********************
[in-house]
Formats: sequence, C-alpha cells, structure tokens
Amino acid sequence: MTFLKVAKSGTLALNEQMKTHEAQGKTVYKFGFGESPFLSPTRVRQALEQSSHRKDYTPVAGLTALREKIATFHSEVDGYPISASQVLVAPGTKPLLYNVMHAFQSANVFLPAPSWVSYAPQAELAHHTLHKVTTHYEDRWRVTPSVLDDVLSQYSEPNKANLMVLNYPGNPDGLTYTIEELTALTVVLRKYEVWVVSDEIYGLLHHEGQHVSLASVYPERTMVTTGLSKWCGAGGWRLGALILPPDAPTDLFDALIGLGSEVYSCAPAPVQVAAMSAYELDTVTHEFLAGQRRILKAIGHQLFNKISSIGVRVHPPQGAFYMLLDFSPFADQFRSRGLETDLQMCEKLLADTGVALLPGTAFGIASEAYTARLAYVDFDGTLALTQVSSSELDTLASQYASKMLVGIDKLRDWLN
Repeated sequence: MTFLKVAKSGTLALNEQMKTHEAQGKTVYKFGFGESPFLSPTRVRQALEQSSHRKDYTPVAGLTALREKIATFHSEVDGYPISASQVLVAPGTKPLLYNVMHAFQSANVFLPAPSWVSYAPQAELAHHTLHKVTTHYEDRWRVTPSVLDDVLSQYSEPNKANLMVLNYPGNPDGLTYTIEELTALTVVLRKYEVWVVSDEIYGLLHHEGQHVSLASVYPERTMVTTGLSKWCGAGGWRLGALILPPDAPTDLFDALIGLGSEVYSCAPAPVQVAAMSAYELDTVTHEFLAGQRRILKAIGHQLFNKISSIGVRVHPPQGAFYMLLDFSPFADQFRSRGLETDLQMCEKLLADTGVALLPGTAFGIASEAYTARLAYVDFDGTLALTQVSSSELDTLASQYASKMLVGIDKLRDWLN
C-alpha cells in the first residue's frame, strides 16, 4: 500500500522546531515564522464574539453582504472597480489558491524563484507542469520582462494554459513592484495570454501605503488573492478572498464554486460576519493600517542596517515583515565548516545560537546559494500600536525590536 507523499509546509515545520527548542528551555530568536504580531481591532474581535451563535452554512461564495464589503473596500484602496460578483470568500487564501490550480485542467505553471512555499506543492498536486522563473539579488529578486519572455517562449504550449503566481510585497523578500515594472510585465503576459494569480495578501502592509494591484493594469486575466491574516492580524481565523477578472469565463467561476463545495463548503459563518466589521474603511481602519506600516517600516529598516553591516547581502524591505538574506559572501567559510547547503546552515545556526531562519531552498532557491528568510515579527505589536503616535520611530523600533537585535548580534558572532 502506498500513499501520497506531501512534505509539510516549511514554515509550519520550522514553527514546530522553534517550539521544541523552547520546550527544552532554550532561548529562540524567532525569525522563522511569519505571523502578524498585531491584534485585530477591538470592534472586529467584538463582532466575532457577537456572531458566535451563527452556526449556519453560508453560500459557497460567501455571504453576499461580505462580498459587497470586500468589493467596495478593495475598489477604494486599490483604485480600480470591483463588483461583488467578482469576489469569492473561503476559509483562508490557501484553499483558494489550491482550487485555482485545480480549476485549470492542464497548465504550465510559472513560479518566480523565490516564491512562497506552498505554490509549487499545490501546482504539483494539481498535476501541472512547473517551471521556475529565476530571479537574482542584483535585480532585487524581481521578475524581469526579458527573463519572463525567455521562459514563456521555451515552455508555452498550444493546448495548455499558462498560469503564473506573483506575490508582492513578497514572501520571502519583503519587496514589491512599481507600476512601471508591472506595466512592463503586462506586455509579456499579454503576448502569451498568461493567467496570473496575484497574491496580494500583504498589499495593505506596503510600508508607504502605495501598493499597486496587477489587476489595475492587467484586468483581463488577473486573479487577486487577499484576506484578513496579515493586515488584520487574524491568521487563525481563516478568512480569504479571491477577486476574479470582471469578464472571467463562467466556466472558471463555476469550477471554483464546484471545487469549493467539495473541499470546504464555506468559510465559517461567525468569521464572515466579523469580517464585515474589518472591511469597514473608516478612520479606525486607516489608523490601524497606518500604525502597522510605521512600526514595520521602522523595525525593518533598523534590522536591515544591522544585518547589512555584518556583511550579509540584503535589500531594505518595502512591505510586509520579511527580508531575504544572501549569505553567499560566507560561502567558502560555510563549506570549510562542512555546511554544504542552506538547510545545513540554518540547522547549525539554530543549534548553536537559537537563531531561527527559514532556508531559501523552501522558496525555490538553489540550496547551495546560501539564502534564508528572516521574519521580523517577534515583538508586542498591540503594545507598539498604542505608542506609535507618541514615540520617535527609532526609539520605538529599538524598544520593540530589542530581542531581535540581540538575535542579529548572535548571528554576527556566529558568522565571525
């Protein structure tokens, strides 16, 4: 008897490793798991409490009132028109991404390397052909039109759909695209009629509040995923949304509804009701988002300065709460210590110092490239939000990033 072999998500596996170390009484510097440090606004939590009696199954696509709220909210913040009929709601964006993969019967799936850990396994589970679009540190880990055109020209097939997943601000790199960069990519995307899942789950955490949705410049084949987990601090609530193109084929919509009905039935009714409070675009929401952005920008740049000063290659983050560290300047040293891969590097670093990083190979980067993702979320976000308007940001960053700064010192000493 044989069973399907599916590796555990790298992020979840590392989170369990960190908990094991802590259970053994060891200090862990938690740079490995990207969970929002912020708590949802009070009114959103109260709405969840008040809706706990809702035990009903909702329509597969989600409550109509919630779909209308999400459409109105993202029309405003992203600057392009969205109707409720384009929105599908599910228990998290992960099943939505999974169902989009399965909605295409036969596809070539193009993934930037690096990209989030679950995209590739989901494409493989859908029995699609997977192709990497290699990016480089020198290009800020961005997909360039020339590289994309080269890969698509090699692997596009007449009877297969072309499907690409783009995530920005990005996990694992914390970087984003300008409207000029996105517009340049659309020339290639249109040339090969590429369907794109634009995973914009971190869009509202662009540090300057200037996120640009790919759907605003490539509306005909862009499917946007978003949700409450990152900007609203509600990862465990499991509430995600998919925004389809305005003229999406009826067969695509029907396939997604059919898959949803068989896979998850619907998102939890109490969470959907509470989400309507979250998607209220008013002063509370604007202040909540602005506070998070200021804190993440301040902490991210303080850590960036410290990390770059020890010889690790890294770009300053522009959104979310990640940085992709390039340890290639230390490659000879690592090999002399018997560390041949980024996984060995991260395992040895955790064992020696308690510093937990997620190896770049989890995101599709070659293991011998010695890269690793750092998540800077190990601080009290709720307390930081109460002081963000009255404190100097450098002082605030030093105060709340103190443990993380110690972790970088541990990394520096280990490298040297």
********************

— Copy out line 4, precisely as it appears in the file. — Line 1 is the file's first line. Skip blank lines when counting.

Repeated sequence: MTFLKVAKSGTLALNEQMKTHEAQGKTVYKFGFGESPFLSPTRVRQALEQSSHRKDYTPVAGLTALREKIATFHSEVDGYPISASQVLVAPGTKPLLYNVMHAFQSANVFLPAPSWVSYAPQAELAHHTLHKVTTHYEDRWRVTPSVLDDVLSQYSEPNKANLMVLNYPGNPDGLTYTIEELTALTVVLRKYEVWVVSDEIYGLLHHEGQHVSLASVYPERTMVTTGLSKWCGAGGWRLGALILPPDAPTDLFDALIGLGSEVYSCAPAPVQVAAMSAYELDTVTHEFLAGQRRILKAIGHQLFNKISSIGVRVHPPQGAFYMLLDFSPFADQFRSRGLETDLQMCEKLLADTGVALLPGTAFGIASEAYTARLAYVDFDGTLALTQVSSSELDTLASQYASKMLVGIDKLRDWLN